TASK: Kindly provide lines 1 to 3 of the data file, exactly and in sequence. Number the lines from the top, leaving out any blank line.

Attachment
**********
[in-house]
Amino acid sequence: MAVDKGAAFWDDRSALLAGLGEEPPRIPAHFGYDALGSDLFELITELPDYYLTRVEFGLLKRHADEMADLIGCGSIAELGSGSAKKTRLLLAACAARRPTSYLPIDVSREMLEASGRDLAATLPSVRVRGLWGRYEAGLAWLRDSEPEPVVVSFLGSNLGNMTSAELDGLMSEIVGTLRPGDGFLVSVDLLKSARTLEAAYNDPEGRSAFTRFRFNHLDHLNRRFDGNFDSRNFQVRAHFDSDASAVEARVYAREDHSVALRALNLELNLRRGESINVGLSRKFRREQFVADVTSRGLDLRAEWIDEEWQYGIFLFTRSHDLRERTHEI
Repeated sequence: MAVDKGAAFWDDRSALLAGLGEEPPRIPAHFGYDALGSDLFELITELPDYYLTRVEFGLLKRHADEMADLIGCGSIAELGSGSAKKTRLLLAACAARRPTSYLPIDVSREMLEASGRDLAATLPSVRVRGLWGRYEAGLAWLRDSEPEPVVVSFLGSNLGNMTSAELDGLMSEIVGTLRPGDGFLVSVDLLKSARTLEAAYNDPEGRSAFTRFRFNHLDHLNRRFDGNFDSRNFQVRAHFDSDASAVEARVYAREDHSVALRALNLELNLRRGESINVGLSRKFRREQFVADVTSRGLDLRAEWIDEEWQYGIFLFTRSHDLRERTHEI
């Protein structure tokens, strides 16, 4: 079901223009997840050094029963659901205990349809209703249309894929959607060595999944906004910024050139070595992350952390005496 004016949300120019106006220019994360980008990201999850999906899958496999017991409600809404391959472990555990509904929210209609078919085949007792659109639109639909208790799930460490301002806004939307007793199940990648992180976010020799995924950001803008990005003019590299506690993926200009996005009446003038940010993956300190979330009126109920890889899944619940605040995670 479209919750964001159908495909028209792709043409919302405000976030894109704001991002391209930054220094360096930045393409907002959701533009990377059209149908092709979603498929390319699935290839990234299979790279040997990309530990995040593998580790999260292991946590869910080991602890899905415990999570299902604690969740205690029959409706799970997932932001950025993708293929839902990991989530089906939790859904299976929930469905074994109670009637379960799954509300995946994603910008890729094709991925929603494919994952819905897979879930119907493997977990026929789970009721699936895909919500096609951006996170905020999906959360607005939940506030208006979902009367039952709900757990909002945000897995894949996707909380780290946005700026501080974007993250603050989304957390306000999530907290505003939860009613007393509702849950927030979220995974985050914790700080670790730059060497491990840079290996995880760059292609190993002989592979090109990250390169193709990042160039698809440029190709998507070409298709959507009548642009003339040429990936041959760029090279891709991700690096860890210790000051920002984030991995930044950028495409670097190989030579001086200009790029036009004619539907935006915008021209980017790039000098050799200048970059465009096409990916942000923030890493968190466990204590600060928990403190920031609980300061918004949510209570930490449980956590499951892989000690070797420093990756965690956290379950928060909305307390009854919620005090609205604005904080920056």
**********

[in-house]
Amino acid sequence: MAVDKGAAFWDDRSALLAGLGEEPPRIPAHFGYDALGSDLFELITELPDYYLTRVEFGLLKRHADEMADLIGCGSIAELGSGSAKKTRLLLAACAARRPTSYLPIDVSREMLEASGRDLAATLPSVRVRGLWGRYEAGLAWLRDSEPEPVVVSFLGSNLGNMTSAELDGLMSEIVGTLRPGDGFLVSVDLLKSARTLEAAYNDPEGRSAFTRFRFNHLDHLNRRFDGNFDSRNFQVRAHFDSDASAVEARVYAREDHSVALRALNLELNLRRGESINVGLSRKFRREQFVADVTSRGLDLRAEWIDEEWQYGIFLFTRSHDLRERTHEI
Repeated sequence: MAVDKGAAFWDDRSALLAGLGEEPPRIPAHFGYDALGSDLFELITELPDYYLTRVEFGLLKRHADEMADLIGCGSIAELGSGSAKKTRLLLAACAARRPTSYLPIDVSREMLEASGRDLAATLPSVRVRGLWGRYEAGLAWLRDSEPEPVVVSFLGSNLGNMTSAELDGLMSEIVGTLRPGDGFLVSVDLLKSARTLEAAYNDPEGRSAFTRFRFNHLDHLNRRFDGNFDSRNFQVRAHFDSDASAVEARVYAREDHSVALRALNLELNLRRGESINVGLSRKFRREQFVADVTSRGLDLRAEWIDEEWQYGIFLFTRSHDLRERTHEI